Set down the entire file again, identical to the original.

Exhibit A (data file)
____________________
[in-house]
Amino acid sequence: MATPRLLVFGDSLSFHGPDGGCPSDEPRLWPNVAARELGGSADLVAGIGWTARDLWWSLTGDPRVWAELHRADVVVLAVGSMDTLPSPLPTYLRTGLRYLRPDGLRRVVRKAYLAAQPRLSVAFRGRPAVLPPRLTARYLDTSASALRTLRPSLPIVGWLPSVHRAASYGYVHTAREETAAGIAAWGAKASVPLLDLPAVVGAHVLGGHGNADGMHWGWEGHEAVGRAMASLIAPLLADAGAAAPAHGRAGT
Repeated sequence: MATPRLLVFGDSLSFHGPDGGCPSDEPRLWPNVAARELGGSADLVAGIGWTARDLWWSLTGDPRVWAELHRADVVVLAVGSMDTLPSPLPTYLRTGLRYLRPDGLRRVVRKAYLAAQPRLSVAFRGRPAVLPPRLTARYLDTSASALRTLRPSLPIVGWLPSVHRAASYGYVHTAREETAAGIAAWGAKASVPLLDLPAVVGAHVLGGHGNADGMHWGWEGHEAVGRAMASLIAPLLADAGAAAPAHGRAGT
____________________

[in-house]
Amino acid sequence: MATPRLLVFGDSLSFHGPDGGCPSDEPRLWPNVAARELGGSADLVAGIGWTARDLWWSLTGDPRVWAELHRADVVVLAVGSMDTLPSPLPTYLRTGLRYLRPDGLRRVVRKAYLAAQPRLSVAFRGRPAVLPPRLTARYLDTSASALRTLRPSLPIVGWLPSVHRAASYGYVHTAREETAAGIAAWGAKASVPLLDLPAVVGAHVLGGHGNADGMHWGWEGHEAVGRAMASLIAPLLADAGAAAPAHGRAGT
Repeated sequence: MATPRLLVFGDSLSFHGPDGGCPSDEPRLWPNVAARELGGSADLVAGIGWTARDLWWSLTGDPRVWAELHRADVVVLAVGSMDTLPSPLPTYLRTGLRYLRPDGLRRVVRKAYLAAQPRLSVAFRGRPAVLPPRLTARYLDTSASALRTLRPSLPIVGWLPSVHRAASYGYVHTAREETAAGIAAWGAKASVPLLDLPAVVGAHVLGGHGNADGMHWGWEGHEAVGRAMASLIAPLLADAGAAAPAHGRAGT